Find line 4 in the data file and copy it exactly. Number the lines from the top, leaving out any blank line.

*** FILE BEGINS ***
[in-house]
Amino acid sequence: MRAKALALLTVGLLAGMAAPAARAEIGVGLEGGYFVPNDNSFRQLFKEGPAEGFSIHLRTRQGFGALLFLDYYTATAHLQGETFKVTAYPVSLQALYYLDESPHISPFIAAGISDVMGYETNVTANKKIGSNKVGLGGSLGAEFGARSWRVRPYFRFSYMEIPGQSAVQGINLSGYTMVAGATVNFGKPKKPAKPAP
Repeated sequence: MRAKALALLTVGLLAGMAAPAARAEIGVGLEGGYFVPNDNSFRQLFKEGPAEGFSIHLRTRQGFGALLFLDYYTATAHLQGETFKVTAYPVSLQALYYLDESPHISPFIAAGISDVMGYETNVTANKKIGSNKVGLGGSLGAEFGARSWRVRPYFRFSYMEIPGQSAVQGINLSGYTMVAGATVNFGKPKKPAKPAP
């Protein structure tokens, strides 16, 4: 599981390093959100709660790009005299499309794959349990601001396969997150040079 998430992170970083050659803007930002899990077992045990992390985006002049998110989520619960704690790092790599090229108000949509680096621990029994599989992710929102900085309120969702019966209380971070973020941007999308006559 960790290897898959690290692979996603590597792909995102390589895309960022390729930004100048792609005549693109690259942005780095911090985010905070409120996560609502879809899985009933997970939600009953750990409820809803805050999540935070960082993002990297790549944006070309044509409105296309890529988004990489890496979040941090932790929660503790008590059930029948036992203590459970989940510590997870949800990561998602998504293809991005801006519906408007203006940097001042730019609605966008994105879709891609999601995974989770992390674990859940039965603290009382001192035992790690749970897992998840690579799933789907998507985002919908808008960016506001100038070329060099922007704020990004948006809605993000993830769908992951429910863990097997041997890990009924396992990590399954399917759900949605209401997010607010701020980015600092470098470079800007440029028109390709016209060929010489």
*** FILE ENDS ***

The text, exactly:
């Protein structure tokens, strides 16, 4: 599981390093959100709660790009005299499309794959349990601001396969997150040079 998430992170970083050659803007930002899990077992045990992390985006002049998110989520619960704690790092790599090229108000949509680096621990029994599989992710929102900085309120969702019966209380971070973020941007999308006559 960790290897898959690290692979996603590597792909995102390589895309960022390729930004100048792609005549693109690259942005780095911090985010905070409120996560609502879809899985009933997970939600009953750990409820809803805050999540935070960082993002990297790549944006070309044509409105296309890529988004990489890496979040941090932790929660503790008590059930029948036992203590459970989940510590997870949800990561998602998504293809991005801006519906408007203006940097001042730019609605966008994105879709891609999601995974989770992390674990859940039965603290009382001192035992790690749970897992998840690579799933789907998507985002919908808008960016506001100038070329060099922007704020990004948006809605993000993830769908992951429910863990097997041997890990009924396992990590399954399917759900949605209401997010607010701020980015600092470098470079800007440029028109390709016209060929010489």